Al Arabiya team member ‘detained by security forces’ in Sudan

The member of the news channel’s team was reportedly covering a demonstration in Khartoum. (Shutterstock)
Updated 16 January 2018
0

Al Arabiya team member ‘detained by security forces’ in Sudan

LONDON: The Dubai-based Al Arabiya News Channel has reported that one of its team was detained while covering a demonstration in Khartoum, Sudan.
The person was “detained by security forces,” the channel said in a tweet early on Tuesday.

The Arabic-language news channel was not available for immediate comment, but it posted a follow-up tweet Tuesday afternoon stating that it is holding Sudanese security officials responsible for the safety of their correspondent:

According to Al-Arabiya, its correspondent Abdulaziz Ibrahim was reporting on a demonstration against soaring bread prices, at which hundreds of Sudanese were protesting near a presidential palace in Khartoum. 
AFP reports that Sudanese anti-riot police fired tear gas and beat protesters with batons.
Bread prices have more than doubled after a jump in the cost of flour due to dwindling wheat supplies, after the government decided to stop importing grain and allow private companies to do so.
The protest was the biggest in Khartoum since demonstrations erupted in some parts of the country earlier this month following the price increase.
A senior leader from the Communist Party, Siddig Yousif, was detained along with several protesters, AFP reported.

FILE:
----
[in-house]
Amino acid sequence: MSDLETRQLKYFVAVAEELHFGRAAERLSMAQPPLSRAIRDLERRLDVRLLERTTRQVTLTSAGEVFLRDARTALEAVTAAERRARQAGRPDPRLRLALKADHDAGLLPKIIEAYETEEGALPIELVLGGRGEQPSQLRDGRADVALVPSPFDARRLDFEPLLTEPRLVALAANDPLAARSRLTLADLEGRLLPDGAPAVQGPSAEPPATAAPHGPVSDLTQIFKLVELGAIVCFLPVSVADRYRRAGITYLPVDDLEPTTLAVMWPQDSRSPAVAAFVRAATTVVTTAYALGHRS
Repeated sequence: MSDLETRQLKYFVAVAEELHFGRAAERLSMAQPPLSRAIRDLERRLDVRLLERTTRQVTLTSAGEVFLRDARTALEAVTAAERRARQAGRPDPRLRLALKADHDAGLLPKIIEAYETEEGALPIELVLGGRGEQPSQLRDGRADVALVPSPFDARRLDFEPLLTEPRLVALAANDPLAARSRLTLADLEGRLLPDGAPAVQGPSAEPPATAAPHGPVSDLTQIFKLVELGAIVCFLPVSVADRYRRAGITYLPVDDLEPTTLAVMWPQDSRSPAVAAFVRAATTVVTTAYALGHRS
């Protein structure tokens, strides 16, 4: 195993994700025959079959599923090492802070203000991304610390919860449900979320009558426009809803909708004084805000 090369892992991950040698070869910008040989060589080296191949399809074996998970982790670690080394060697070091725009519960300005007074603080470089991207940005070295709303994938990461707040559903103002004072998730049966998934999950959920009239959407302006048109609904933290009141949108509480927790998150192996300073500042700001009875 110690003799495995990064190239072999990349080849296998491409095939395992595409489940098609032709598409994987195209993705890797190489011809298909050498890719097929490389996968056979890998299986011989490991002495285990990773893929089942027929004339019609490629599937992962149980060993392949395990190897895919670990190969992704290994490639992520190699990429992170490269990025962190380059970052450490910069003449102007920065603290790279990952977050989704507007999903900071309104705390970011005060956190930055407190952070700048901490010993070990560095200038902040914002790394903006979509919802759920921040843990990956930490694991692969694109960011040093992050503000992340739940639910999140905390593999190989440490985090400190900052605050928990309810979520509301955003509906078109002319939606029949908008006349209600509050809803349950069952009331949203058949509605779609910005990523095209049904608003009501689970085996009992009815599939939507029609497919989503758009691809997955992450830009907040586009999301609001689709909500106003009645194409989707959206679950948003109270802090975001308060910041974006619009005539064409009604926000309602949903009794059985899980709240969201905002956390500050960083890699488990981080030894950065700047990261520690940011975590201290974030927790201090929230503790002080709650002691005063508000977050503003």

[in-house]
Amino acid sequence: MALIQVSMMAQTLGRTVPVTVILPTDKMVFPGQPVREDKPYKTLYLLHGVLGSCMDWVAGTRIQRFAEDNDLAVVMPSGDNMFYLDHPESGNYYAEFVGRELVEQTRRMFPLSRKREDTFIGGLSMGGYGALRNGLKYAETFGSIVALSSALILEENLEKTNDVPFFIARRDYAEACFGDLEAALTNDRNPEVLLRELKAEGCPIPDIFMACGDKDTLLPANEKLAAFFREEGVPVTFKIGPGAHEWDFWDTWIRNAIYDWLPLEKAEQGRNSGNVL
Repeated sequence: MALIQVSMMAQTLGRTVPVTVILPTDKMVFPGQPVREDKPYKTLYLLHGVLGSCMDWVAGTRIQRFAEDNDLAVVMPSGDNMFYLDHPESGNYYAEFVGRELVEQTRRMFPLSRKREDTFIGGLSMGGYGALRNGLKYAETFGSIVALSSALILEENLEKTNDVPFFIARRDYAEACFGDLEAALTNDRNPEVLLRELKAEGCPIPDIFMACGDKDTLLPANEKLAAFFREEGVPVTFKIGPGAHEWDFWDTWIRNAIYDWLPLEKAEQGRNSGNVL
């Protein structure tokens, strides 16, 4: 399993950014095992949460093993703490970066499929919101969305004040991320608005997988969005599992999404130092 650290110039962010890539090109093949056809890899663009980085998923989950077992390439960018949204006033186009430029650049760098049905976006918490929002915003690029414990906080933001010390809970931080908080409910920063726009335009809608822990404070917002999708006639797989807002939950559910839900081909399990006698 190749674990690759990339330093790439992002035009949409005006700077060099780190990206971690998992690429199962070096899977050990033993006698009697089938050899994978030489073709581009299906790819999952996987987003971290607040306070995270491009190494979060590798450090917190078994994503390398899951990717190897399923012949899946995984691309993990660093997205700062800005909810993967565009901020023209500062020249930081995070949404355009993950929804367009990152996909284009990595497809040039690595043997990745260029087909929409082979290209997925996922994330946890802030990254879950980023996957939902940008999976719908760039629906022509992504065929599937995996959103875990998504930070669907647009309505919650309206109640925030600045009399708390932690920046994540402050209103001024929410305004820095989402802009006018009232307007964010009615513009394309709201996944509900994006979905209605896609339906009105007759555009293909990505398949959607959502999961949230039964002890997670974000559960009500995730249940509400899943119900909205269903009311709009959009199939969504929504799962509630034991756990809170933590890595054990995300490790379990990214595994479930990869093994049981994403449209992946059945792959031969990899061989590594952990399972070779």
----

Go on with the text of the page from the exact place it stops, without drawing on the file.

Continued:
WhatsApp to clamp down on ‘sinister’ messages in India

Updated 21 August 2018
0

WhatsApp to clamp down on ‘sinister’ messages in India

NEW DELHI: Facebook-owned WhatsApp assured the Indian government on Tuesday that it would develop tools to combat the problem of fake messages, the country’s information technology minister said.
India has stepped up efforts to crack down on mass message forward after it found that people were using platforms such as WhatsApp to stoke public anger. False messages circulated on WhatsApp have led to a series of mob beatings across the country this year.
WhatsApp chief executive officer Chris Daniels met India’s IT minister Ravi Shankar Prasad on Tuesday, assuring the government of a solution.
Prasad told reporters he had asked WhatsApp to develop a detailed mechanism to trace the origin of any such “sinister” messages.
“It does not need rocket science to locate a message,” Prasad said after his meeting, adding that WhatsApp had said it was working with law enforcement agencies to develop its systems.
A Facebook spokeswoman in India did not immediately respond to a request for comment.
India is WhatsApp’s biggest market with more than 200 million users and one where it says people forward more messages, photographs and videos than any other country.
There are also concerns that supporters of political parties could use social media platforms such as WhatsApp to spread false messages in the run-up to India’s national elections in 2019.
Following calls from the government to stem the platform’s misuse, WhatsApp has moved to deter mass message forward and launched an advertising campaign to educate consumers.
In July, WhatsApp said message forward will be limited to five chats at a time, whether among individuals or groups, and said it will remove the quick forward button placed next to media messages.